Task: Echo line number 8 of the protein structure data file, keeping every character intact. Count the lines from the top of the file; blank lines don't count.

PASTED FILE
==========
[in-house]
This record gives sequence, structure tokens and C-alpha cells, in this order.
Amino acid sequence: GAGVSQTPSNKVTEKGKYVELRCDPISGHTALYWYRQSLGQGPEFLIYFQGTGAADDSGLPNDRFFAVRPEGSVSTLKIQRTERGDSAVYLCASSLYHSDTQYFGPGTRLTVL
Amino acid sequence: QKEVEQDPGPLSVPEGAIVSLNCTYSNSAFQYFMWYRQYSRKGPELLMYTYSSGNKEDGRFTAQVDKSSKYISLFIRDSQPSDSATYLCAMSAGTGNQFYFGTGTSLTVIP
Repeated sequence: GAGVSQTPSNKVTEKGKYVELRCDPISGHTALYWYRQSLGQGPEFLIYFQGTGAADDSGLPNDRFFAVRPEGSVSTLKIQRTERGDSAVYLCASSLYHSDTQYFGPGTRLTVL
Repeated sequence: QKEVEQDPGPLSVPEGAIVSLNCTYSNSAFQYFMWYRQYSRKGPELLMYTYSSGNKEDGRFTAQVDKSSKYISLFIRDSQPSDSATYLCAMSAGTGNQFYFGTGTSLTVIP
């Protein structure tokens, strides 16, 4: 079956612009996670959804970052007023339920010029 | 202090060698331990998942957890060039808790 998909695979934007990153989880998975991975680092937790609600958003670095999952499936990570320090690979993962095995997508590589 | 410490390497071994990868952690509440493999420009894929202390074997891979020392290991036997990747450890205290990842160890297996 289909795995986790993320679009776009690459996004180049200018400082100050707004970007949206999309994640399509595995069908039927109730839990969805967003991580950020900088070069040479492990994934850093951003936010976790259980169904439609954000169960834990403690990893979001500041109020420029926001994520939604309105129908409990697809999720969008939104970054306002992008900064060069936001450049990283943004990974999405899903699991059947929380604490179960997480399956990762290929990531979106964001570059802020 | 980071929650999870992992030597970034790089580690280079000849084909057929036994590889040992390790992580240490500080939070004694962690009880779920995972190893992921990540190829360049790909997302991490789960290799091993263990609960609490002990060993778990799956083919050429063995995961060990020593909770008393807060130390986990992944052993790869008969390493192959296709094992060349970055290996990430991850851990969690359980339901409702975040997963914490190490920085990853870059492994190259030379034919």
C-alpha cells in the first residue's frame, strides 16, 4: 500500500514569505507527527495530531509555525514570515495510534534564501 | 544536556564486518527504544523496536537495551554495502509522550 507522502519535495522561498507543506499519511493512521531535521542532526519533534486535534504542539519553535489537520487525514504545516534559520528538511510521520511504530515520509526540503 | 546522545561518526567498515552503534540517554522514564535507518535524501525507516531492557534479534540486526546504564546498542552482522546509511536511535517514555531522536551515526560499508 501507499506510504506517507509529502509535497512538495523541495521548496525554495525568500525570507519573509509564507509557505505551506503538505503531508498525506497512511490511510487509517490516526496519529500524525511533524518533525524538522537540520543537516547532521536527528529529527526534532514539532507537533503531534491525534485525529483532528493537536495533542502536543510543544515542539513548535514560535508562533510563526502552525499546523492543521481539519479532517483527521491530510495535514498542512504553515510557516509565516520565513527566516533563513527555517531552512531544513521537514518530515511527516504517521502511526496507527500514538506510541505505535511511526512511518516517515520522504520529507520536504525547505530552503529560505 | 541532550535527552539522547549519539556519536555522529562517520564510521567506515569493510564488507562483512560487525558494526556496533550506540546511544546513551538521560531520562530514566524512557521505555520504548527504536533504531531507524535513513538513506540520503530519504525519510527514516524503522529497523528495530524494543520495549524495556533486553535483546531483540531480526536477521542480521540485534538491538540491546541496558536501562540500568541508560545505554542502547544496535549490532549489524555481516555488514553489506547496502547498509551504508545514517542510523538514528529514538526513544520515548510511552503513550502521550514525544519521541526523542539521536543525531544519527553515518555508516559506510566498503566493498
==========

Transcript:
C-alpha cells in the first residue's frame, strides 16, 4: 500500500514569505507527527495530531509555525514570515495510534534564501 | 544536556564486518527504544523496536537495551554495502509522550 507522502519535495522561498507543506499519511493512521531535521542532526519533534486535534504542539519553535489537520487525514504545516534559520528538511510521520511504530515520509526540503 | 546522545561518526567498515552503534540517554522514564535507518535524501525507516531492557534479534540486526546504564546498542552482522546509511536511535517514555531522536551515526560499508 501507499506510504506517507509529502509535497512538495523541495521548496525554495525568500525570507519573509509564507509557505505551506503538505503531508498525506497512511490511510487509517490516526496519529500524525511533524518533525524538522537540520543537516547532521536527528529529527526534532514539532507537533503531534491525534485525529483532528493537536495533542502536543510543544515542539513548535514560535508562533510563526502552525499546523492543521481539519479532517483527521491530510495535514498542512504553515510557516509565516520565513527566516533563513527555517531552512531544513521537514518530515511527516504517521502511526496507527500514538506510541505505535511511526512511518516517515520522504520529507520536504525547505530552503529560505 | 541532550535527552539522547549519539556519536555522529562517520564510521567506515569493510564488507562483512560487525558494526556496533550506540546511544546513551538521560531520562530514566524512557521505555520504548527504536533504531531507524535513513538513506540520503530519504525519510527514516524503522529497523528495530524494543520495549524495556533486553535483546531483540531480526536477521542480521540485534538491538540491546541496558536501562540500568541508560545505554542502547544496535549490532549489524555481516555488514553489506547496502547498509551504508545514517542510523538514528529514538526513544520515548510511552503513550502521550514525544519521541526523542539521536543525531544519527553515518555508516559506510566498503566493498